> In svn_repos_fs_change_rev_prop3 the code first gets the old property
> value which it uses to calculate the action: 'A', 'M' or 'D'. Then it
> passes the action to the pre-revprop-change hook, then it changes the
> property and finally it runs the post-revprop-change hook. Some
> other process can change the revprop at any time so although the
> pre-revprop-change hook might get passed an 'A' say, when the change
> is made it could be effectively an 'M'. The action passed to the
> hook is not a reliable indication of the change to be made.
pre-revprop-change is mainly useful for access control, and I think for
the most part the three cases that can happen here ('A' becoming 'M'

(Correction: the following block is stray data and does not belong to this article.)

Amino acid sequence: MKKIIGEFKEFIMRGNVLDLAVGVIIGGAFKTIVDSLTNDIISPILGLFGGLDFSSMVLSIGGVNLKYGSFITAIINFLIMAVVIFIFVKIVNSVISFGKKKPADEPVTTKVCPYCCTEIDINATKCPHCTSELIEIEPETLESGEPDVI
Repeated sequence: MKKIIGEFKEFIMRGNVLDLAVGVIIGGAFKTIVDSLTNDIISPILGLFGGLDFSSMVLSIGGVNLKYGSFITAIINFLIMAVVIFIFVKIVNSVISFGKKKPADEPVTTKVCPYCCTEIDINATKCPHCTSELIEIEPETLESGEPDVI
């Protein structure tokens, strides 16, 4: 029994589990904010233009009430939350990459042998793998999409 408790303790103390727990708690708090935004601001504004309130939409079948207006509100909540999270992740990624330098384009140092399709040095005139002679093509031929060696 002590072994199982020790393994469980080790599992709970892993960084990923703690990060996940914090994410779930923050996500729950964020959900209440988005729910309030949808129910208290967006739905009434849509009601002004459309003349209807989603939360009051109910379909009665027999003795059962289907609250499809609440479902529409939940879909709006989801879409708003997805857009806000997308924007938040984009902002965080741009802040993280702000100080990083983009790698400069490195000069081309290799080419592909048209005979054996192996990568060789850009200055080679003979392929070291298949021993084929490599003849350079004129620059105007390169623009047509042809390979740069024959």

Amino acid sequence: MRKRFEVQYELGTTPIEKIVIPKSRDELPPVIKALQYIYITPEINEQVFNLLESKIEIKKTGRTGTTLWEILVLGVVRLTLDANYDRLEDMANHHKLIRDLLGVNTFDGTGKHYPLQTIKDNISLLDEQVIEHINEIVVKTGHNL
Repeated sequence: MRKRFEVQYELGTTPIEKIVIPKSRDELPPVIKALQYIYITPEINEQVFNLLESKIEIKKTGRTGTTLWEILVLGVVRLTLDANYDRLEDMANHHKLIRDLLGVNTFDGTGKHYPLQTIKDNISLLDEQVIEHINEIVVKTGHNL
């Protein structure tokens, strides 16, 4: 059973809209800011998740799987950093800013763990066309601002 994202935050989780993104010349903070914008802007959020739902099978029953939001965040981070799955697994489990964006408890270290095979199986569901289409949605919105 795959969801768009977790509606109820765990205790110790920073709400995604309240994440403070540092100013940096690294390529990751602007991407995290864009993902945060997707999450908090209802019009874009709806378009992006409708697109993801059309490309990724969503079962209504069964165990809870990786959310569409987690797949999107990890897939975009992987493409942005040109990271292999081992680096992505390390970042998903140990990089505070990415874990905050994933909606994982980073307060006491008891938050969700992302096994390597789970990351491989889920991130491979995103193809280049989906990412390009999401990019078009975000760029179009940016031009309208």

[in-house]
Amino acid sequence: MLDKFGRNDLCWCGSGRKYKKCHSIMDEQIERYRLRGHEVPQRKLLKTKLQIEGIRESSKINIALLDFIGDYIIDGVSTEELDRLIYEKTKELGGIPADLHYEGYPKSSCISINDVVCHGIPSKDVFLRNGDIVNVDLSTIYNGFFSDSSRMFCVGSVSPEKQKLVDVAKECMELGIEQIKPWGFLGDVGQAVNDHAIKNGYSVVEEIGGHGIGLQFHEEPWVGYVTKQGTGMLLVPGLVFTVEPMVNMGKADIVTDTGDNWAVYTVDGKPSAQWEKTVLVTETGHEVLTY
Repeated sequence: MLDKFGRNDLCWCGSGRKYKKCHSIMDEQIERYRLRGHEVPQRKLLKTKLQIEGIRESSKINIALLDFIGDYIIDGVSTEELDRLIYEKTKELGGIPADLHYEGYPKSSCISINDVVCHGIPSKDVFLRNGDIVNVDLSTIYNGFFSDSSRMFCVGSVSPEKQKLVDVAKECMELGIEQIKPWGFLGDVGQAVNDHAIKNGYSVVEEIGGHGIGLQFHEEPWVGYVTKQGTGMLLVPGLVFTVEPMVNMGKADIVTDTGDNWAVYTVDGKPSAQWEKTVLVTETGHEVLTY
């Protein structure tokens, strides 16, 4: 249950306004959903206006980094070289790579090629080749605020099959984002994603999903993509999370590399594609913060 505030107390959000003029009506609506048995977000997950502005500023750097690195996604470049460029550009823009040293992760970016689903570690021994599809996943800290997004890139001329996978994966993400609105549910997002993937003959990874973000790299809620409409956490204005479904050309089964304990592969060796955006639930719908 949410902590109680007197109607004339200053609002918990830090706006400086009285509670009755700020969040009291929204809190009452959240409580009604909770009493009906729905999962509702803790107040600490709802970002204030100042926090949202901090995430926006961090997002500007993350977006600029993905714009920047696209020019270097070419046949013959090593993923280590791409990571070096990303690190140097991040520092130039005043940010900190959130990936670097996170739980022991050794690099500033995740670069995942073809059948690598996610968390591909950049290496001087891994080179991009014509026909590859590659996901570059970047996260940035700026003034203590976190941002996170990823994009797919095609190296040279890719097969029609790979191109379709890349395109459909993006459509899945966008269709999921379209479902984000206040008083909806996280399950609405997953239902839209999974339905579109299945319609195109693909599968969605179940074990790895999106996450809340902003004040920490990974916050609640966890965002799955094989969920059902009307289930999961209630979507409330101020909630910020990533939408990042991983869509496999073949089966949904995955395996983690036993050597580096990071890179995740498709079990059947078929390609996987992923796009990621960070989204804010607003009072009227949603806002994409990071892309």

due to another add; 'M' becoming 'A' due to a delete; or any action
becoming a no-op due to someone else doing the same action) are
harmless in that sense.
Unless, I suppose, you have an attacker who has permission to modify
but not add a property, and he wishes to make sure the property is not
deleted, so he modifies the property in a tight loop in hopes of racing
with whoever wants to delete it, hoping to end up re-adding it without
Seems a bit far-fetched. I dunno.
Peter Samuelson | org-tld!p12n!peter | http://p12n.org/
Received on 2010-06-09 18:11:02 CEST